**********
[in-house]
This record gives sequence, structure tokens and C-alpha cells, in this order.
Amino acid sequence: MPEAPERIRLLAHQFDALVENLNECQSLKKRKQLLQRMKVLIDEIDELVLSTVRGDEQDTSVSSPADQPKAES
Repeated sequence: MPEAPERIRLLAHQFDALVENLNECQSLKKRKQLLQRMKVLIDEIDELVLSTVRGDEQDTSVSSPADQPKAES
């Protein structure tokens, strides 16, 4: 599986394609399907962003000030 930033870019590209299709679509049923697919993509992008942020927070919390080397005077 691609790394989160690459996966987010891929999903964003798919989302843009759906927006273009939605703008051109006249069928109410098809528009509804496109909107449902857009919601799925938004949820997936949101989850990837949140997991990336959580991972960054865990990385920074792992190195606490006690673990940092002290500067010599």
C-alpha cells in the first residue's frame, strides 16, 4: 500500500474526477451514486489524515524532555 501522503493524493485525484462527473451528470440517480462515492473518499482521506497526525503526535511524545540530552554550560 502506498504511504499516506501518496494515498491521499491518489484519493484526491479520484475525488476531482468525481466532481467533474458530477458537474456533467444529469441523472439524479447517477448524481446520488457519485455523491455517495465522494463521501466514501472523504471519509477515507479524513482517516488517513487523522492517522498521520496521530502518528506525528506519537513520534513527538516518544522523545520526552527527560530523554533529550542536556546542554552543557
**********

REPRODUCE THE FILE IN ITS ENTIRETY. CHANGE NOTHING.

[in-house]
This record gives sequence, structure tokens and C-alpha cells, in this order.
Amino acid sequence: MPEAPERIRLLAHQFDALVENLNECQSLKKRKQLLQRMKVLIDEIDELVLSTVRGDEQDTSVSSPADQPKAES
Repeated sequence: MPEAPERIRLLAHQFDALVENLNECQSLKKRKQLLQRMKVLIDEIDELVLSTVRGDEQDTSVSSPADQPKAES
């Protein structure tokens, strides 16, 4: 599986394609399907962003000030 930033870019590209299709679509049923697919993509992008942020927070919390080397005077 691609790394989160690459996966987010891929999903964003798919989302843009759906927006273009939605703008051109006249069928109410098809528009509804496109909107449902857009919601799925938004949820997936949101989850990837949140997991990336959580991972960054865990990385920074792992190195606490006690673990940092002290500067010599």
C-alpha cells in the first residue's frame, strides 16, 4: 500500500474526477451514486489524515524532555 501522503493524493485525484462527473451528470440517480462515492473518499482521506497526525503526535511524545540530552554550560 502506498504511504499516506501518496494515498491521499491518489484519493484526491479520484475525488476531482468525481466532481467533474458530477458537474456533467444529469441523472439524479447517477448524481446520488457519485455523491455517495465522494463521501466514501472523504471519509477515507479524513482517516488517513487523522492517522498521520496521530502518528506525528506519537513520534513527538516518544522523545520526552527527560530523554533529550542536556546542554552543557